A caring, team approach gives a Central Point heart patient improved health
Michelle Lee, of Central Point, has her blood pressure under control thanks to the patient-centered primary care from Community Health Center.
Michelle Lee never liked going to the doctor. She says she usually got a lecture about what she was doing wrong.
Then, a couple of years ago, heart pains sent the 38-year-old Central Point resident to the hospital emergency room. After that, she knew she needed regular health care.
Lee found Community Health Center in White City. She was able to get an appointment quickly, which she liked. It made her feel that they really cared.
"They explain things to me. They give me the skills to improve my health. For example — OK, I'm a smoker — but they don't lecture me about it. They tell me what to do to cut down, and it's working," she said. Lee also has high blood pressure, which is now under control with medication and education on ways to reduce stress in her life.
Listening to patients and giving them information, focusing on preventive care, and working together as a care team are all things that earned Community Health Center recognition by the state of Oregon as a Patient-Centered Primary Care Home. They are designated as a Tier 3, the highest level a clinic can achieve. Community Health has clinics in Ashland, Butte Falls, Medford, and White City, and school-based health centers at Eagle Point and Ashland high schools. The center is also part of the new ALLCare Health Plan, Inc., starting in August and the provisionally certified Jackson County Coordinated Care Organization, LLC, scheduled to start in September.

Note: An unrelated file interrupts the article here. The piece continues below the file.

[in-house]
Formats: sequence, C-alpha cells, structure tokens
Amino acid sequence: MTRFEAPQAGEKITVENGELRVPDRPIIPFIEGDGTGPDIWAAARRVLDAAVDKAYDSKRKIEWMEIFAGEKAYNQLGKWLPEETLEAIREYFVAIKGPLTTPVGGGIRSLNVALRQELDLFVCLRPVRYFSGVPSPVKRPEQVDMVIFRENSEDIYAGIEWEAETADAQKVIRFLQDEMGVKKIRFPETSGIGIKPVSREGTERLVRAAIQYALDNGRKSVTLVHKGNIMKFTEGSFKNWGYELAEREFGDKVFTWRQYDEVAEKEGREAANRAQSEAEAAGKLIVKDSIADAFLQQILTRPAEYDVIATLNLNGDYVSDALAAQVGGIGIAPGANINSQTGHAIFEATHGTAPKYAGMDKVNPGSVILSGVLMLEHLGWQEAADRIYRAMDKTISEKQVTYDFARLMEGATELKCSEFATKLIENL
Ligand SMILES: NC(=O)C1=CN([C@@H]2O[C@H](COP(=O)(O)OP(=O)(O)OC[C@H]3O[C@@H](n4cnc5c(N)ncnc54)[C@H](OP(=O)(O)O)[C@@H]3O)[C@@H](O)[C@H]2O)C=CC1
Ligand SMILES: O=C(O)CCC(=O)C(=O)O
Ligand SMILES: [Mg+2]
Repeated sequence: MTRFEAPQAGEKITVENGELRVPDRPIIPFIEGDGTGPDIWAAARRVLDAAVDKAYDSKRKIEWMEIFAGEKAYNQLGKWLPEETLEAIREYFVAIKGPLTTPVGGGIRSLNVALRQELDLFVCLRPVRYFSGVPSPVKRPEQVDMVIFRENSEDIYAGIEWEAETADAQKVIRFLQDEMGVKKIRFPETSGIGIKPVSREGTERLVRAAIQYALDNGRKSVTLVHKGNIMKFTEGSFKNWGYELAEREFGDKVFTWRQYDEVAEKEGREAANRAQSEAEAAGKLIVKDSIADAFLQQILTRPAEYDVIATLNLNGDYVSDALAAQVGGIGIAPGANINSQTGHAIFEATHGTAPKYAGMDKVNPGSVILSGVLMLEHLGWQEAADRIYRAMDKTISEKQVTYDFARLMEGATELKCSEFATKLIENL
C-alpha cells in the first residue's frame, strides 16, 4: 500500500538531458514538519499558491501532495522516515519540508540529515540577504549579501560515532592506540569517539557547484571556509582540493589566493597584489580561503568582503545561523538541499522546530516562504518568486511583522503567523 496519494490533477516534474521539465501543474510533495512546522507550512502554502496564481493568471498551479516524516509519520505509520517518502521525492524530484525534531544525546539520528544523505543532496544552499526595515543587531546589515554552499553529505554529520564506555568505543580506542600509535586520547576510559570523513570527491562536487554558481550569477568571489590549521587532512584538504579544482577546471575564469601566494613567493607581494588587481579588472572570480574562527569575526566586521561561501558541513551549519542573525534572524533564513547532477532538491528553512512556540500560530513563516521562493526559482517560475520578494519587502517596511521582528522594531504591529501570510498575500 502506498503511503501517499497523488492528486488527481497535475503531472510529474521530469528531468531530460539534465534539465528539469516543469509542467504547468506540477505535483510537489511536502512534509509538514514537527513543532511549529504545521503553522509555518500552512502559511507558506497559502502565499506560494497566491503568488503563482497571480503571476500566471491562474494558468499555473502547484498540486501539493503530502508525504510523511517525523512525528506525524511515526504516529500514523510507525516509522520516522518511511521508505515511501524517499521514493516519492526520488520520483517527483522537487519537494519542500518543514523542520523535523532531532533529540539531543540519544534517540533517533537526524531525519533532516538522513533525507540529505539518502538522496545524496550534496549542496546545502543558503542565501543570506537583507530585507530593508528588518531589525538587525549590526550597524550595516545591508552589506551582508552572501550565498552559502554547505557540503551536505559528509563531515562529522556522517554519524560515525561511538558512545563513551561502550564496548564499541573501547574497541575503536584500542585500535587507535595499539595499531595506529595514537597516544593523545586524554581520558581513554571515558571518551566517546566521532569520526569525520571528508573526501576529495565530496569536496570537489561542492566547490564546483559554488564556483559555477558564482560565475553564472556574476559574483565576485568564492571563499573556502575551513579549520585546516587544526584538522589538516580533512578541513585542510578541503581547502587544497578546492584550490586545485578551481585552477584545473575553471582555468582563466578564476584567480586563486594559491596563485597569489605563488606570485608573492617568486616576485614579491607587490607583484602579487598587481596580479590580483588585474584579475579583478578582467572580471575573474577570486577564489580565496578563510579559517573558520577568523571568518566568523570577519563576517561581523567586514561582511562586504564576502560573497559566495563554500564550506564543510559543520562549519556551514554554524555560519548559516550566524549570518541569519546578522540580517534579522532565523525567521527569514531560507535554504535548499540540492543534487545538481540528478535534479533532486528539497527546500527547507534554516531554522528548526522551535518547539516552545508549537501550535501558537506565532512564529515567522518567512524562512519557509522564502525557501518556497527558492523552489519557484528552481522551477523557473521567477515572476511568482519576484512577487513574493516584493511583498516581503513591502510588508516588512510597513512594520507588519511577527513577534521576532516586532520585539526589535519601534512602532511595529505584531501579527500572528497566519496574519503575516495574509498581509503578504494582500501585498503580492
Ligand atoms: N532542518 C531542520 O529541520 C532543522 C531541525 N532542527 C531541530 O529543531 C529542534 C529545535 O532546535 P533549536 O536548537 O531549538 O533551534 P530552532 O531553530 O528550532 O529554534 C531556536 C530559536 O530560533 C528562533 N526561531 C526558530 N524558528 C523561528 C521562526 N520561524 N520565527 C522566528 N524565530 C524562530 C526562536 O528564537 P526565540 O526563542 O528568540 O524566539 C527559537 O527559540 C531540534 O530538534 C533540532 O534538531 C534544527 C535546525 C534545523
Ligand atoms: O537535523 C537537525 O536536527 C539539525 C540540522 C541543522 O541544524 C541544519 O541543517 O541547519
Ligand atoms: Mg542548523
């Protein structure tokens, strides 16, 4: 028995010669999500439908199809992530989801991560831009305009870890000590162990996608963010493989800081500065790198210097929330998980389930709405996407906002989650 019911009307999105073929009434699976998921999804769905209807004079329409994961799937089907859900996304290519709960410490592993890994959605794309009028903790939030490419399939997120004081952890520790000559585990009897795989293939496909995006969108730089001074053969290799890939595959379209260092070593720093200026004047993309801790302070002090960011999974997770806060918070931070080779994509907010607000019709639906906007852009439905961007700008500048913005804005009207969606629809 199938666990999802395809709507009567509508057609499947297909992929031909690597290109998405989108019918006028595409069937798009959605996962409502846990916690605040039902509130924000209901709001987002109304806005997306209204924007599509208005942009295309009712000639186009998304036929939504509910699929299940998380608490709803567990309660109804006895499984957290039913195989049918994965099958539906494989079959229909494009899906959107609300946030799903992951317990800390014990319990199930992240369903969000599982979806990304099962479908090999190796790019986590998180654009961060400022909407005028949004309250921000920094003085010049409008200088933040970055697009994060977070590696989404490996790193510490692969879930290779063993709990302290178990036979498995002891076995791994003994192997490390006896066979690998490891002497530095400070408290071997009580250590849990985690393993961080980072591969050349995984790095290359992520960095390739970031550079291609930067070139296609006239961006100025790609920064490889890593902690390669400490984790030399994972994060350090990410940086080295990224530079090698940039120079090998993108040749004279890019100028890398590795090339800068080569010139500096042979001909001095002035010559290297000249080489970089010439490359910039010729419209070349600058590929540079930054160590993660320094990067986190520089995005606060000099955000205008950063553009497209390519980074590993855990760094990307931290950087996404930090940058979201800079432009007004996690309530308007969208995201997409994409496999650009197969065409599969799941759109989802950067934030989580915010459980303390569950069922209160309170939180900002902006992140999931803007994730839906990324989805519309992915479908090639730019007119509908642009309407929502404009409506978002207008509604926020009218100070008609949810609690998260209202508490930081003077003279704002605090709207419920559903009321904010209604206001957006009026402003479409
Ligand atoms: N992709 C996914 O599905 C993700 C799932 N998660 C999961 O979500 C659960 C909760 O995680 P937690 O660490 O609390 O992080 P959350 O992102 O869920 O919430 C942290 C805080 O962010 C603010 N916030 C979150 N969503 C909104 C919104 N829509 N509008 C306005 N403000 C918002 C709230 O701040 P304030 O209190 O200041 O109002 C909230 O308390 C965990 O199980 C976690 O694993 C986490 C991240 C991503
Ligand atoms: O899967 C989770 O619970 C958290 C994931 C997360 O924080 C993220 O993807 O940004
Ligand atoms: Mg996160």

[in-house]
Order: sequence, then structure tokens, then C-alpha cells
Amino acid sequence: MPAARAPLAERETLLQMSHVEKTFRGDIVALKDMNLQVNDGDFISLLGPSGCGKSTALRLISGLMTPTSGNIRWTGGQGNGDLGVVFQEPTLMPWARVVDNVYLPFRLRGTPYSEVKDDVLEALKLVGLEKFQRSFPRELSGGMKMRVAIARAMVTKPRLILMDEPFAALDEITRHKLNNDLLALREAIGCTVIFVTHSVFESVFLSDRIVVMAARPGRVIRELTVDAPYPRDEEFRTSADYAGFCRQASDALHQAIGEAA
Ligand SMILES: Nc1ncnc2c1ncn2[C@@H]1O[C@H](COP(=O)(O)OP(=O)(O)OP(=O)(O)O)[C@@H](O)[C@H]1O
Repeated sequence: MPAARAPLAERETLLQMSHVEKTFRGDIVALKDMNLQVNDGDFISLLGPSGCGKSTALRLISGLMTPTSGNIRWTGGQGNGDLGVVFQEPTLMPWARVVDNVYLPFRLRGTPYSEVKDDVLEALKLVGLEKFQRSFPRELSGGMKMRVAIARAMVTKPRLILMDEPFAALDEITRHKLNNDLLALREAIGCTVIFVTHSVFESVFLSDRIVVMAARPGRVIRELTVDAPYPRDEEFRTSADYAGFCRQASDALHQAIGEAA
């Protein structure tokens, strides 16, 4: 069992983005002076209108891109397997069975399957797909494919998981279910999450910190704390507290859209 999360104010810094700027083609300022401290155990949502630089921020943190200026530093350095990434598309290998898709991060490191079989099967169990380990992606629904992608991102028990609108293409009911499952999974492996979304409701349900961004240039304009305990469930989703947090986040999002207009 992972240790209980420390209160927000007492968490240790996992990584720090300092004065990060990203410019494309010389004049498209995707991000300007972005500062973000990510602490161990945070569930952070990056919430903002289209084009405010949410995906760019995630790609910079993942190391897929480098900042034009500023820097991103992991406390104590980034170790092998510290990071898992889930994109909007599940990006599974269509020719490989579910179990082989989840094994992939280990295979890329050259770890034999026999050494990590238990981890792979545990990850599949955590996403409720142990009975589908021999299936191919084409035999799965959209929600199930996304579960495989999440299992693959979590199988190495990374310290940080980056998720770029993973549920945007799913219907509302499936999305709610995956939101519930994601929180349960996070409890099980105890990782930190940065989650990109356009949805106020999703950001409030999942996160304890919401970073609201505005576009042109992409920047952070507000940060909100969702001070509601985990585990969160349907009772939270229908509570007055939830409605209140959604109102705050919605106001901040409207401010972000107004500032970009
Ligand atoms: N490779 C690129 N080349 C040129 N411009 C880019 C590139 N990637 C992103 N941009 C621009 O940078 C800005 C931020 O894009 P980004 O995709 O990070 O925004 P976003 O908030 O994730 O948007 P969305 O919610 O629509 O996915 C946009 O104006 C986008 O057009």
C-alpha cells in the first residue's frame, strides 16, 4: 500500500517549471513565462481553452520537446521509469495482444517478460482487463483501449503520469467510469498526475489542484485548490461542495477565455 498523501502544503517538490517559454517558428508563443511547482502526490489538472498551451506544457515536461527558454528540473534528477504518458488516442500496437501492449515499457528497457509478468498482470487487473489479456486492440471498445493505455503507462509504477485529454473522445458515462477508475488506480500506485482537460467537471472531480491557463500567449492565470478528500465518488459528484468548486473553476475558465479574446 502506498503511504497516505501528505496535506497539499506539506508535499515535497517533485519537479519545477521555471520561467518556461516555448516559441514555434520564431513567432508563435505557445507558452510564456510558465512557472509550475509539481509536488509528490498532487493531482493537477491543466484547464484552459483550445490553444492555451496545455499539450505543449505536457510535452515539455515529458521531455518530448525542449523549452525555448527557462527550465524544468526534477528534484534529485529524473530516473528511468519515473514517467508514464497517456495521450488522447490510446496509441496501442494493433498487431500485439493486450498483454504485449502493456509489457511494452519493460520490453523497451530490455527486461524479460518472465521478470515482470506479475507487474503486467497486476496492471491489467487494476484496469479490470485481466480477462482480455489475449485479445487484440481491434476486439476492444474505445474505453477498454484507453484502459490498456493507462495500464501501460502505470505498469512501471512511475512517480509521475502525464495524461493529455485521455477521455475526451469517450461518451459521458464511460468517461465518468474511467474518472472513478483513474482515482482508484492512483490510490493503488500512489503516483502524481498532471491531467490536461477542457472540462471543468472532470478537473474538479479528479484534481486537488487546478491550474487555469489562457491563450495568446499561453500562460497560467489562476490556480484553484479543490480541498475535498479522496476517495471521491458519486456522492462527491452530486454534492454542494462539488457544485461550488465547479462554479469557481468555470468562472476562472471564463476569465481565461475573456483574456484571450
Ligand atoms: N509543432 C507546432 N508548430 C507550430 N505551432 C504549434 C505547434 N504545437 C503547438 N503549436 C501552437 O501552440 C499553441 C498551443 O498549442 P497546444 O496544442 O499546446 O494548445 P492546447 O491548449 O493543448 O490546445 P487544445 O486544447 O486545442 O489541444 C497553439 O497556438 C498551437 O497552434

Community Health's Medford clinic is even finishing construction on a new building designed to be patient-centered using the team approach to care.
John Forsyth, M.D., a volunteer cardiologist, said the new design, which allows members of each care team to work side-by-side, has been "a real eye opener to me.
"I was writing a note, the phone rang and we all heard that it was a woman having arrhythmia of the heart. The social worker chimed in that the woman on the phone was also having some stressful family issues. Then the nurse said she had seen the woman recently and she had complained of chest discomfort. In 30 seconds we had arrived at what was needed for the patient. We told the appointment scheduler to get her in as soon as possible. A lot of good comes out of a team and patient-centered approach," he said.
Michelle Lee agrees that the patient-centered approach works.
"My health seems better. I have more energy. I just feel happier when I wake up each morning. I feel good about my health," she said.